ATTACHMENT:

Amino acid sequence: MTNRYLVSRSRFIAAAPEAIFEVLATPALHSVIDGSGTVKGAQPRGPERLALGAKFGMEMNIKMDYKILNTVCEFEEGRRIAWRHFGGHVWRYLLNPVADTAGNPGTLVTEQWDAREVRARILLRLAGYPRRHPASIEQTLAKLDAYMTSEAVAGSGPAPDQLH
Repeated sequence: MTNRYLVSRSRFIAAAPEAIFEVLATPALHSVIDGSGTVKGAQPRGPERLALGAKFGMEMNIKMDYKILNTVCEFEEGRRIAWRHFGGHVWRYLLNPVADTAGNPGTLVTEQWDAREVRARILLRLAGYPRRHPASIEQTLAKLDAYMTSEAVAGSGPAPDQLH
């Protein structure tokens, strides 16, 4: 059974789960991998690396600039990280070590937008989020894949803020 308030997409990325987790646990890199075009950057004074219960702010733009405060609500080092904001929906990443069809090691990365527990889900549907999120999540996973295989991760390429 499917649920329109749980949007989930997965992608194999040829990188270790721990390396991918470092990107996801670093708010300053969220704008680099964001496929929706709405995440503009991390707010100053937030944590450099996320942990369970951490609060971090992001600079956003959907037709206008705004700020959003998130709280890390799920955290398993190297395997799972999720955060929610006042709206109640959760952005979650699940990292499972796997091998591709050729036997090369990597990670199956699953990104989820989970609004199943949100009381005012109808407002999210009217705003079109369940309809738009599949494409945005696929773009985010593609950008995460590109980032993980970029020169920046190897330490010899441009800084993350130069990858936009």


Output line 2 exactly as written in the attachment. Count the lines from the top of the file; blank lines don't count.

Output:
Repeated sequence: MTNRYLVSRSRFIAAAPEAIFEVLATPALHSVIDGSGTVKGAQPRGPERLALGAKFGMEMNIKMDYKILNTVCEFEEGRRIAWRHFGGHVWRYLLNPVADTAGNPGTLVTEQWDAREVRARILLRLAGYPRRHPASIEQTLAKLDAYMTSEAVAGSGPAPDQLH